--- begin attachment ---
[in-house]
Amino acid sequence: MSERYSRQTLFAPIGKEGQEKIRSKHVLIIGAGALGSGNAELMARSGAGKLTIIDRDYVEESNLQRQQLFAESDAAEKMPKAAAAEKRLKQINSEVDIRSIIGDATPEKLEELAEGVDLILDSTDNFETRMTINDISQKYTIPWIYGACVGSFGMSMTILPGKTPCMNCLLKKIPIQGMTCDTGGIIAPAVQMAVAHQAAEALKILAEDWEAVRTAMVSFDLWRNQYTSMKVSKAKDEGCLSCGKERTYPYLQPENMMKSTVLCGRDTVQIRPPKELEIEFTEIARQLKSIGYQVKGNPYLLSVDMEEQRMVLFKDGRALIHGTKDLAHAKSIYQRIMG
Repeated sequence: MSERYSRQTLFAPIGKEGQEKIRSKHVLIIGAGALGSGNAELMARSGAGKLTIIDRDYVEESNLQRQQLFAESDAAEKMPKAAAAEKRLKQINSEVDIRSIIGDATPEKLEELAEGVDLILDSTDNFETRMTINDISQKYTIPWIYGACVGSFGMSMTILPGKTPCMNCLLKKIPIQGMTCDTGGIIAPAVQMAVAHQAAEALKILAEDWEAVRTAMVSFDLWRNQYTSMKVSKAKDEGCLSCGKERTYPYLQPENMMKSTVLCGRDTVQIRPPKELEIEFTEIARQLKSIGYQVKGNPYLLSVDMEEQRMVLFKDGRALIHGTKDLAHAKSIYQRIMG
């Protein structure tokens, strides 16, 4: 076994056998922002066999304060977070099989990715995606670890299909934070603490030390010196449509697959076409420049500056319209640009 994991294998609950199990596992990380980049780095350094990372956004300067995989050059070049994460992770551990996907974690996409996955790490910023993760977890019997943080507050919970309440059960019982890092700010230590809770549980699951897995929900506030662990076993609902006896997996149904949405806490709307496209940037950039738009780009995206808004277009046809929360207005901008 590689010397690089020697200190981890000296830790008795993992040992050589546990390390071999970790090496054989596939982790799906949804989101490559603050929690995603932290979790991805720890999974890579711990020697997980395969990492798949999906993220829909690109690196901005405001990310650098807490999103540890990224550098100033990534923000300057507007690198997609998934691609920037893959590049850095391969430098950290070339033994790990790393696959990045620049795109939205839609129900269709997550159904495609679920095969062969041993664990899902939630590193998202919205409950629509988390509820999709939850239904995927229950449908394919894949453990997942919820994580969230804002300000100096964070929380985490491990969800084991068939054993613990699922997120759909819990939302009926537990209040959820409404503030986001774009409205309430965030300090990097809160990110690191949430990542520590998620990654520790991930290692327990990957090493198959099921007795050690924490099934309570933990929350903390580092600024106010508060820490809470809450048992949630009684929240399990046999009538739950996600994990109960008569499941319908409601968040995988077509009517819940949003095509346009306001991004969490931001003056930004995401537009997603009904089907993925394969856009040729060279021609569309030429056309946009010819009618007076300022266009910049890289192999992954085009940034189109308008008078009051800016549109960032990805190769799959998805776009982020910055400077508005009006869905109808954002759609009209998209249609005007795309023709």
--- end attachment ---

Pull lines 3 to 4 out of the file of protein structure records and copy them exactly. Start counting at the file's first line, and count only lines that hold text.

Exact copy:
Repeated sequence: MSERYSRQTLFAPIGKEGQEKIRSKHVLIIGAGALGSGNAELMARSGAGKLTIIDRDYVEESNLQRQQLFAESDAAEKMPKAAAAEKRLKQINSEVDIRSIIGDATPEKLEELAEGVDLILDSTDNFETRMTINDISQKYTIPWIYGACVGSFGMSMTILPGKTPCMNCLLKKIPIQGMTCDTGGIIAPAVQMAVAHQAAEALKILAEDWEAVRTAMVSFDLWRNQYTSMKVSKAKDEGCLSCGKERTYPYLQPENMMKSTVLCGRDTVQIRPPKELEIEFTEIARQLKSIGYQVKGNPYLLSVDMEEQRMVLFKDGRALIHGTKDLAHAKSIYQRIMG
């Protein structure tokens, strides 16, 4: 076994056998922002066999304060977070099989990715995606670890299909934070603490030390010196449509697959076409420049500056319209640009 994991294998609950199990596992990380980049780095350094990372956004300067995989050059070049994460992770551990996907974690996409996955790490910023993760977890019997943080507050919970309440059960019982890092700010230590809770549980699951897995929900506030662990076993609902006896997996149904949405806490709307496209940037950039738009780009995206808004277009046809929360207005901008 590689010397690089020697200190981890000296830790008795993992040992050589546990390390071999970790090496054989596939982790799906949804989101490559603050929690995603932290979790991805720890999974890579711990020697997980395969990492798949999906993220829909690109690196901005405001990310650098807490999103540890990224550098100033990534923000300057507007690198997609998934691609920037893959590049850095391969430098950290070339033994790990790393696959990045620049795109939205839609129900269709997550159904495609679920095969062969041993664990899902939630590193998202919205409950629509988390509820999709939850239904995927229950449908394919894949453990997942919820994580969230804002300000100096964070929380985490491990969800084991068939054993613990699922997120759909819990939302009926537990209040959820409404503030986001774009409205309430965030300090990097809160990110690191949430990542520590998620990654520790991930290692327990990957090493198959099921007795050690924490099934309570933990929350903390580092600024106010508060820490809470809450048992949630009684929240399990046999009538739950996600994990109960008569499941319908409601968040995988077509009517819940949003095509346009306001991004969490931001003056930004995401537009997603009904089907993925394969856009040729060279021609569309030429056309946009010819009618007076300022266009910049890289192999992954085009940034189109308008008078009051800016549109960032990805190769799959998805776009982020910055400077508005009006869905109808954002759609009209998209249609005007795309023709």